Hay vs Straw

buckyz4June 29, 2012

Lateley I have been seeing several posts comparing Hay to Straw and some confusion between the two.

There may be some regional differences in quality etc.

My responses are what I see in Wisconsin

Hay - Results from cutting green grass, clover etc. and the resulting bales are typically meant for feed.

Most hay is alfalfa which should be weed free. Typically the higher the quality the less weeds. "Dairy quality hay" would typically have the least amount of weeds if any. This is normally cut just prior to or the very beginning of blossom of the alfalfa. The fields are ripped up if too many weeds start growing since it will dramatically affect the feed value of the hay.

A lot of "horse hay" has a mixture of different types of grasses, clover, possibly alfalfa etc. Quite often this is cut when the plants have already headed out.

I have also seen people cut abandoned pastures, waterways, ditches etc, bale it up and call it hay. The feed value is marginal with a lot of chance for weeds.

Some farmers may use oats as a cover crop when seeding alfalfa. They have a choice to let the oats mature, combine, bale as straw or cut it when it is still green before it heads out and bale it as oat hay.

Straw is the hollow stalks of wheat, oats, barley, rye etc. from after they are combined.There is relatively no feed value in this. Again, this should also be relatively weed free. Along with the stalks, you will see the seed heads of the plants but the seeds should have been removed. The combines never get all of the seeds so you will quite often see volunteer wheat etc growing from these. This all depends on the fields. I have seen some grain fields that had quite a few weeds and needless to say, the straw that comes from those fields will have weed seeds. Straw is typically cheaper than the high quality dairy hay, but similar to some of the lesser quality hays.

Never dealt with pine straw, or salt marsh hay.

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fabaceae_native

Totally agree with you bucky... nice explanation. I find that people very often use the term hay for everything. At the feed store here they would differentiate between straw, hay (mixture of green cut grasses and legumes), and alfalfa (pure alfalfa cut green), going from low to high in price.

    Bookmark   June 29, 2012 at 12:51PM
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luke_oh(zone 5 NE Ohio)

Bucky, Thanks for clearing this up. I've read some posts that clearly questions the distinction between hay and straw. Simply, straw is the stems from grains left after combining of the grain. It's then bailed and usually ends up as livestock bedding. Wheat straw is more absorbant than oat straw and is most desireable for bedding. Also, some livestock will eat oat straw bedding. Hay is simply grasses or legumes or combinations of the two that is cut, thetherd into rows and bailed after drying. This is animal feed. Usually horse owners prefer timothy or grasses like orchard grass or a mix of grasses. Legumes are prefered by dairy farmers for milk production. In either hay or the straw the weeds come from weeds that grew with the crop in the field. I use clean straw for mulch in the garden, but not in the orchard.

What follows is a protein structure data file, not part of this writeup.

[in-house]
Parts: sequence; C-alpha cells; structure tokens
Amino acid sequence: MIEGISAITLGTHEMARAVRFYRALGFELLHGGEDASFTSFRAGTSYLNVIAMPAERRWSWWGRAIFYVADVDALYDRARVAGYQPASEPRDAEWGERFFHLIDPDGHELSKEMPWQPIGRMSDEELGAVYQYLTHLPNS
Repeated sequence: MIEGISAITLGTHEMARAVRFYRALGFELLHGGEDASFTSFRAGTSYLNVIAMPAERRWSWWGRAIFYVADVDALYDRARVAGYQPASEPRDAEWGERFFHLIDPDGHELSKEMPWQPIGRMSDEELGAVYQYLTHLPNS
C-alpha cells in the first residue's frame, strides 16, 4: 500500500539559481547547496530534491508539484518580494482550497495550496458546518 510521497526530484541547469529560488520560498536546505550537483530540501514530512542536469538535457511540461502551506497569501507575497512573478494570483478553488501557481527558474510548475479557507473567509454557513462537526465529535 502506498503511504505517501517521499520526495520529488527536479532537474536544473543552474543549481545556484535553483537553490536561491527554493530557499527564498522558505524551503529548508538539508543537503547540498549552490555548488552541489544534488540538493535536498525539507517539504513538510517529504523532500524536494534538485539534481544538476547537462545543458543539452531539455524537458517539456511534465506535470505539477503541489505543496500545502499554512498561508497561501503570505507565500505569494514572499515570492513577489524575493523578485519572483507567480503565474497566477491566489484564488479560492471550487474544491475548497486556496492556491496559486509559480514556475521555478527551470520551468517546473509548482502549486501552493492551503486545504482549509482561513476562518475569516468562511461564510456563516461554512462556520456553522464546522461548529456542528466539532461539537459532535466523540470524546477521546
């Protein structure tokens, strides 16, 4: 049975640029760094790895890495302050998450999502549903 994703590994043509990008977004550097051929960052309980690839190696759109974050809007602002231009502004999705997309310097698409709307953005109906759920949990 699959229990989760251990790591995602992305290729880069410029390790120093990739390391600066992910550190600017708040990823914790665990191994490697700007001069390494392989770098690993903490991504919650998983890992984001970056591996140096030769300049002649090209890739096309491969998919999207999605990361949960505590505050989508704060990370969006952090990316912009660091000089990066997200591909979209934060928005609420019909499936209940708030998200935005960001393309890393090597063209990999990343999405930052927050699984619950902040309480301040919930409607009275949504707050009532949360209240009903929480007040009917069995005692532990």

Bookmark   June 29, 2012 at 1:57PM
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Edymnion(7a)

Also remember to ask (regardless of what you're getting) about any potential herbicides the hay/straw has been exposed to.

There are fields that are sprayed with weed killer that doesn't affect the stalks cut for straw that can stick to the processed straw and then wash off into your garden soil and kill whatever you're growing.

So make sure and ask about that ahead of time.

    Bookmark   June 29, 2012 at 1:57PM
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alan haigh

Yes, thanks. I've been using hay mulch for years and had no idea of these distinctions. I have to say that a lot of hay used for dairy in NY seems to have plenty of weed seeds though.

    Bookmark   June 29, 2012 at 5:35PM
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Konrad___far_north(3..just outside of Edmonton)

>>Most hay is alfalfa which should be weed free.But if you're using it as a mulch I consider alfalfa one of the worst weed. These HUGE plants grow in drought conditions and have about the longest roots of all grasses. I've bee killing them with roundup near my fruit trees and shrubs, they can grow 8 feet tall and suck allot of nutrient and moisture away from what you grow.

    Bookmark   June 29, 2012 at 7:59PM
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fabaceae_native

Konrad, alfalfa is not a grass, but a legume that enriches the soil by fixing nitrogen and mining useful minerals and nutrients from deeper soil levels. I'm sure it's very tough to get rid of, but can also be managed as a resource by composting and/or mulching the cuttings. It's also a great nectar source for bees.

Probably does not mitigate your frustration, but just saying...

    Bookmark   June 30, 2012 at 11:13AM
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Konrad___far_north(3..just outside of Edmonton)

I knew that it's not a grass but most people don't know it as legume. I bought ones a pound or so alfalfa grass seed, [not know as legume] and sprinkled a bit here and there for my Honeybees, over the years I got them sprouting in places not intentioned.
Just saying,.. be aware!

    Bookmark   June 30, 2012 at 11:37AM
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